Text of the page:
“In a world where the wealthy pay for the love they are incapable of giving we offer you our love freely and without reservation.”

“Rest easy little brother. History will have its revenge! The Thelma & Louise Gang SF July 1997”

Click to enlarge

In previous posts (here and here) I’ve highlighted material from the archive of actress and artist Monica Sanchez who was a good friend of Ronnie’s. Recently I came across this supplementary statement about Cunanan:

“People forget Andrew Philip Cunanan was a human being who loved and felt pain and rejection. A little boy who wanted to be loved. We pay the price for every suffering child. I know his rage and I love him for lashing out and I don’t care what even my dearest friends think of my opinion. He was a hero of the gay community to be canonized!”

Ronnie Burk’s poem Listen, whiteman!


Before becoming a member of ACT UP San Francisco in 1996, Ronnie Burk lived on the island of Maui at several different periods in the early 1990s. Along with writing poetry and studying Buddhism, he became aware of the Hawaiian people’s struggle against racism and exploitation, something he himself experienced as a gay man of Mexican and Indigenous American descent.

In Monica Sanchez‘s archive there are several letters he wrote to The Maui News on this topic. Here is one of a few examples of Ronnie including collage with the presentation of a poem. “Listen, whiteman!” speaks prophetically to the challenges the world faces in this day and age.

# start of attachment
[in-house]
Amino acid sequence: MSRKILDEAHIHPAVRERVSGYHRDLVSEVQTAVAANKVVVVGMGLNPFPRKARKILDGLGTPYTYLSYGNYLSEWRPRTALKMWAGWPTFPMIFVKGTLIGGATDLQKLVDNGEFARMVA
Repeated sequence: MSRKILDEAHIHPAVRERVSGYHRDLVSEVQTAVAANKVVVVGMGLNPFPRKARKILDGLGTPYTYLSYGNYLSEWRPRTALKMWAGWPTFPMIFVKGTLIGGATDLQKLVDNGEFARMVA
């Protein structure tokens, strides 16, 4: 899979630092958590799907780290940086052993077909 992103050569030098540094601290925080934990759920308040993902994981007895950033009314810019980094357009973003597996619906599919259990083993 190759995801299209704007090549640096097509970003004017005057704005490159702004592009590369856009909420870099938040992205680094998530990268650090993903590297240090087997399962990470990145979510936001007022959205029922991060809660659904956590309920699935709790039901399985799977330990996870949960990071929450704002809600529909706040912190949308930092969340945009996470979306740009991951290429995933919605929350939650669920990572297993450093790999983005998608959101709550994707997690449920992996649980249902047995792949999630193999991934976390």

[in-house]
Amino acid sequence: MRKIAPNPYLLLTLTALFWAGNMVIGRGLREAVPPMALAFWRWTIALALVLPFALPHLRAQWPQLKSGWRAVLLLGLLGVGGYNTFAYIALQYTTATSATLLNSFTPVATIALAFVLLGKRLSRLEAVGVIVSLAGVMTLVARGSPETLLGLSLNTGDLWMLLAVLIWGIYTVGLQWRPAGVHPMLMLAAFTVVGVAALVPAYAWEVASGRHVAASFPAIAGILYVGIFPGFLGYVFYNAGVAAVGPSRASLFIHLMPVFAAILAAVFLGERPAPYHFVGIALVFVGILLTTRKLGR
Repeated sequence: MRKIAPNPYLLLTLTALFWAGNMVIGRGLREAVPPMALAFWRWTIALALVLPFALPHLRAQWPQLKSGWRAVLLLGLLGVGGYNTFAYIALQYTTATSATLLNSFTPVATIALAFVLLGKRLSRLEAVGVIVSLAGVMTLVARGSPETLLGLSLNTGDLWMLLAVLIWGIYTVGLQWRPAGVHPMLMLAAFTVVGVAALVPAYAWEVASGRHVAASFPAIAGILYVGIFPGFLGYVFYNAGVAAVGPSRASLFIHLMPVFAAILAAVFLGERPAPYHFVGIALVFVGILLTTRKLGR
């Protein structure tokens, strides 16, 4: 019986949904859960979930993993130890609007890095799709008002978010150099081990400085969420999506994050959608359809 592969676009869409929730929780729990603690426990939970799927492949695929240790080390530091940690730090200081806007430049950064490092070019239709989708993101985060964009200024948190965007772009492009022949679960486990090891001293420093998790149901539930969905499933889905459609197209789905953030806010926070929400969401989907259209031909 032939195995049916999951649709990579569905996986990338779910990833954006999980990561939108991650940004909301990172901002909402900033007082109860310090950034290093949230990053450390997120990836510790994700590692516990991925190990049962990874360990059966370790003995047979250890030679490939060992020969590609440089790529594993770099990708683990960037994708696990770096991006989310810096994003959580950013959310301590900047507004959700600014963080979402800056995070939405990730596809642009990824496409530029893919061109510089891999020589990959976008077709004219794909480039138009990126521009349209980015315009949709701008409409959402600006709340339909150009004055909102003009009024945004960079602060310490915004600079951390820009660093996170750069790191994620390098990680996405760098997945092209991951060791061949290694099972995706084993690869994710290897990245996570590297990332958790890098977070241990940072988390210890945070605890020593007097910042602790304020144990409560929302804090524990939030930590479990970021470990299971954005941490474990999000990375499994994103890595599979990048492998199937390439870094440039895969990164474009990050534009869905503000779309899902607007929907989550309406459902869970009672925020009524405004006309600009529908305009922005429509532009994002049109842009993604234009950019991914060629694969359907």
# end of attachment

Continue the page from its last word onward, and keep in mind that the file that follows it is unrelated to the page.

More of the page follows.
Michael Bellefountaine’s Early Activism in ACT UP Maine


“They advertised it all over town that they expected to block traffic and do civil disobedience type of things.”

Michael Chitwood, Portland Police Chief

Michael Bellefountaine is carried away by police in an ACT UP Maine protest against AIDS and the Iraq War, Jan. 23, 1991.

On the occasion of the 10th anniversary of the death of ACT UP activist Michael Bellefountaine, let’s take a look back to his formative years as a direct action activist. Hailing from rural Maine, Michael was among the first generation of queers who came out in the early shadow of ACT UP’s militant approach to fighting AIDS. The organization just celebrated the 30th anniversary of its first demonstration in April, 1987.